Skip to content

levothyroxine

Interactions

Levothyroxine/Fiber

This information is generalized and not intended as specific medical advice. Consult your healthcare professional before taking or discontinuing any drug, changing your diet or commencing any course of treatment.

Medical warning:

Very important. A change in your diet, medicine, or dosage may be necessary. Promptly consult your doctor or pharmacist.

How the interaction occurs:

Fiber may decrease how much levothyroxine the body absorbs.

What might happen:

The amount of levothyroxine in the blood may decrease. Symptoms of hypothyroidism may occur. Some signs and symptoms of hypothyroidism include: fatigue, sluggishness, constipation, stiffness, muscle cramps, loss of appetite, excessive weight gain, or dry skin.

What you should do about this interaction:

Contact your healthcare professional (e.g., doctor or pharmacist) for more information.Your healthcare professionals may be aware of this interaction and may be monitoring you for it. Do not start, stop, or change your medicine or diet before checking with them first.

References:

1.Liel Y, Harman-Boehm I, Shany S. Evidence for a clinically important adverse effect of fiber-enriched diet on the bioavailability of levothyroxine in adult hypothyroid patients. J Clin Endocrinol Metab 1996 Feb;81(2):857-9.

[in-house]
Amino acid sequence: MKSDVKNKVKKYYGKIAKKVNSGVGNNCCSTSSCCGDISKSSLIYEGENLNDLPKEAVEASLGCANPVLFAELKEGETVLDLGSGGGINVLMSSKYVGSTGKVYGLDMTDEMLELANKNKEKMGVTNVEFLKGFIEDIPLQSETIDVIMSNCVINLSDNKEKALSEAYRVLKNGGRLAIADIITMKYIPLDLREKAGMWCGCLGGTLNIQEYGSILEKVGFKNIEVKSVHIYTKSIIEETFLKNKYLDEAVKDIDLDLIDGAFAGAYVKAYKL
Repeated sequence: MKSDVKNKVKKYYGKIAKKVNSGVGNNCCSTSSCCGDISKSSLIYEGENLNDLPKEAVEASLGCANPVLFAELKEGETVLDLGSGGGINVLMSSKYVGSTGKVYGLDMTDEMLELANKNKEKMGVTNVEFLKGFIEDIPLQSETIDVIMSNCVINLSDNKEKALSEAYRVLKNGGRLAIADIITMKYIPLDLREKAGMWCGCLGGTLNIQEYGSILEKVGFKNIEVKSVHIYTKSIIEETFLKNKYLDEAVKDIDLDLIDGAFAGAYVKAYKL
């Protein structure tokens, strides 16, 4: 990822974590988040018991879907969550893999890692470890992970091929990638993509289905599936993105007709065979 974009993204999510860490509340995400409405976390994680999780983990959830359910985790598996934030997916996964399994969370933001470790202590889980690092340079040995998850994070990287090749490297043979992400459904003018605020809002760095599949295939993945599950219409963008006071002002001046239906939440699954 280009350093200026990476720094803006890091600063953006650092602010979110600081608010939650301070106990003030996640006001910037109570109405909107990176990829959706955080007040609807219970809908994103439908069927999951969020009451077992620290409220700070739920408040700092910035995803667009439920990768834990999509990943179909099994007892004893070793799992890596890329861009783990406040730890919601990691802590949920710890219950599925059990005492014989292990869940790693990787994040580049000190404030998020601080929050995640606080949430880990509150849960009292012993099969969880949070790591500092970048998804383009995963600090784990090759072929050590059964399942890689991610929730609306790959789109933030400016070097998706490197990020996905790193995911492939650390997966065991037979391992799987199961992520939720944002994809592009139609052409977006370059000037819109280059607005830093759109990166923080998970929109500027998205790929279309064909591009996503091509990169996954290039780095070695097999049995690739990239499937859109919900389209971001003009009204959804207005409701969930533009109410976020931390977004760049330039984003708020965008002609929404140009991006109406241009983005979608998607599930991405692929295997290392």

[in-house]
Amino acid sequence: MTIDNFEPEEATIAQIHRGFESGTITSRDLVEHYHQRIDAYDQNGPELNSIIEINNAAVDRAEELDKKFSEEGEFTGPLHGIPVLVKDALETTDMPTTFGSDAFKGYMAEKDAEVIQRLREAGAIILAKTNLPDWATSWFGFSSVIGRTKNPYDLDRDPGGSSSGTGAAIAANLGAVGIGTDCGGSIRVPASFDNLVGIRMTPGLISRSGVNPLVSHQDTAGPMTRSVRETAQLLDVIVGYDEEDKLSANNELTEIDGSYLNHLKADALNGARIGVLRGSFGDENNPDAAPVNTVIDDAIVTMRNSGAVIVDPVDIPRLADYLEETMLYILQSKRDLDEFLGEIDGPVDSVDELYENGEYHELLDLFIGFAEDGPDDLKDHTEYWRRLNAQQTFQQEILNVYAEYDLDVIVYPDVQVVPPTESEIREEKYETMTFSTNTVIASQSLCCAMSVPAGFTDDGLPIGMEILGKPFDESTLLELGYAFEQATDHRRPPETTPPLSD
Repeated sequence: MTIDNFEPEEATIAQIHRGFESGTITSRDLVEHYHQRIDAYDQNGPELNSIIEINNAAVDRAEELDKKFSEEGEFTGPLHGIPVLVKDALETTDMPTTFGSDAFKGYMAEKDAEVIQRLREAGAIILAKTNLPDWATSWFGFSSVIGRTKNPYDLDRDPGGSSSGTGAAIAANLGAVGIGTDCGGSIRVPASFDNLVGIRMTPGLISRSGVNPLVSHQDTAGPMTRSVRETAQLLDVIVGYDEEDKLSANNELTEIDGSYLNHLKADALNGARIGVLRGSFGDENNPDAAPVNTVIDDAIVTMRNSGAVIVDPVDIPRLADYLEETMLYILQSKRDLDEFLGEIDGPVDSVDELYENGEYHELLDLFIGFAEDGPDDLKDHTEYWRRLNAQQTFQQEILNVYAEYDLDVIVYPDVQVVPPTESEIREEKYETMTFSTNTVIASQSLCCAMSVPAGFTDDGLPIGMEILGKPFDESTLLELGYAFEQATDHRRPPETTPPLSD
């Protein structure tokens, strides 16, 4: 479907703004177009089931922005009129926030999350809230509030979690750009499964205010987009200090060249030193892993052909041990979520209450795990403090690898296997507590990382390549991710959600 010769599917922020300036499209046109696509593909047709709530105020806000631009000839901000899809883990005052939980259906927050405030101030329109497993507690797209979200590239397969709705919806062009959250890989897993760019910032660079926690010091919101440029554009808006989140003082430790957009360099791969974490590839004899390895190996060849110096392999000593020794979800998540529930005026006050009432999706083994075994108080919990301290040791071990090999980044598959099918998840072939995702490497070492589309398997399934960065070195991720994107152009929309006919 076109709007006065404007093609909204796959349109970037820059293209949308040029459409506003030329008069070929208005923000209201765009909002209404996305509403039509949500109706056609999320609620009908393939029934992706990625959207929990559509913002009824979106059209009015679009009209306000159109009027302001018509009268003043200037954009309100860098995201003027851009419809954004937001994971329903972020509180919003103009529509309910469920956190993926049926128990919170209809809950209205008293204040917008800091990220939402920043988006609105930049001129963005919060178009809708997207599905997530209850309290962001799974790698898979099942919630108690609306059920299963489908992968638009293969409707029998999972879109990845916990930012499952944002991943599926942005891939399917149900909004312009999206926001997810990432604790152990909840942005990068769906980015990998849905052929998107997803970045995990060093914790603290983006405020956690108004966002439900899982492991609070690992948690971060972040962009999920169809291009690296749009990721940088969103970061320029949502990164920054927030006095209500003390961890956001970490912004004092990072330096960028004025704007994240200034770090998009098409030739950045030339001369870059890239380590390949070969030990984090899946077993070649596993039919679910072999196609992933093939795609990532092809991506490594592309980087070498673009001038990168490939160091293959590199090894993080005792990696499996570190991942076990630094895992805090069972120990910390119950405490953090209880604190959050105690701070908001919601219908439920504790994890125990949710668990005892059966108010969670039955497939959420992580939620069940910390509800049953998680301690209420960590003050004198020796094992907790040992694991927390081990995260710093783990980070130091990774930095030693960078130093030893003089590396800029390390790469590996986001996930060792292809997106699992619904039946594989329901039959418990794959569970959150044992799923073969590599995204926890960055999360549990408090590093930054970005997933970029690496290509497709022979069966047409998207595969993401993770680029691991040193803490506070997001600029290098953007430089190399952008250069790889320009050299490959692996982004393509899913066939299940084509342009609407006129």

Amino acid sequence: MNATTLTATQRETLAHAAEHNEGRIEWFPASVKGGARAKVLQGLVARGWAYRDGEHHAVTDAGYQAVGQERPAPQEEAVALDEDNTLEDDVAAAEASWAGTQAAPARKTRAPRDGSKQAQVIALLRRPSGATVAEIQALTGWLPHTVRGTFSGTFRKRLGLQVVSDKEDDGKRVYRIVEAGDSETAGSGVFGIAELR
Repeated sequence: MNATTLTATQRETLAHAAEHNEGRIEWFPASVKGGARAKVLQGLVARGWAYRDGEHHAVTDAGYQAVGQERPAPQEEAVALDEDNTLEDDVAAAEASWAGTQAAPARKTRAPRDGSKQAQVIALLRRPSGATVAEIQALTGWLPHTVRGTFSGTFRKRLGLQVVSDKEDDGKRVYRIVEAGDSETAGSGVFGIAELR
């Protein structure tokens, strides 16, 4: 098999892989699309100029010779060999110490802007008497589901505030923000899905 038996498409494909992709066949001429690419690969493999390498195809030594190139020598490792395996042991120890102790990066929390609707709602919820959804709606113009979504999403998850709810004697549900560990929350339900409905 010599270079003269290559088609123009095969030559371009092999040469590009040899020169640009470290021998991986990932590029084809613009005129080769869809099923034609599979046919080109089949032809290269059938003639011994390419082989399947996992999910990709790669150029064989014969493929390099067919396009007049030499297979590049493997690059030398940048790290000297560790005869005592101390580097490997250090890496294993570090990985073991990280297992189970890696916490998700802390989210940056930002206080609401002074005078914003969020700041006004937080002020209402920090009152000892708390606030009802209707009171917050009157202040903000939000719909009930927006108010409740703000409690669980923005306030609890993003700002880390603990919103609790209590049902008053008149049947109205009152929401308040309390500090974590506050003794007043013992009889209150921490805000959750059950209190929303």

2.Liwanpo L, Hershman JM. Conditions and drugs interfering with thyroxine absorption. Best Pract Res Clin Endocrinol Metab 2009 Dec;23(6):781-92.

Selected from data included with permission and copyrighted by First Databank, Inc. This copyrighted material has been downloaded from a licensed data provider and is not for distribution, expect as may be authorized by the applicable terms of use.

CONDITIONS OF USE: The information in this database is intended to supplement, not substitute for, the expertise and judgment of healthcare professionals. The information is not intended to cover all possible uses, directions, precautions, drug interactions or adverse effects, nor should it be construed to indicate that use of a particular drug is safe, appropriate or effective for you or anyone else. A healthcare professional should be consulted before taking any drug, changing any diet or commencing or discontinuing any course of treatment.

More about Drugs and Medications

Newsletters

Subscribe to free WebMD newsletters.

  • WebMD Daily

    WebMD Daily

    Subscribe to the WebMD Daily, and you'll get today's top health news and trending topics, and the latest and best information from WebMD.

  • Men's Health

    Men's Health

    Subscribe to the Men's Health newsletter for the latest on disease prevention, fitness, sex, nutrition, and more from WebMD.

  • Women's Health

    Women's Health

    Subscribe to the Women's Health newsletter for the latest on disease prevention, fitness, sex, diet, anti-aging, and more from WebMD.

By clicking Submit, I agree to the WebMD Terms & Conditions & Privacy Policy

URAC: Accredited Health Web Site TRUSTe online privacy certification HONcode Seal AdChoices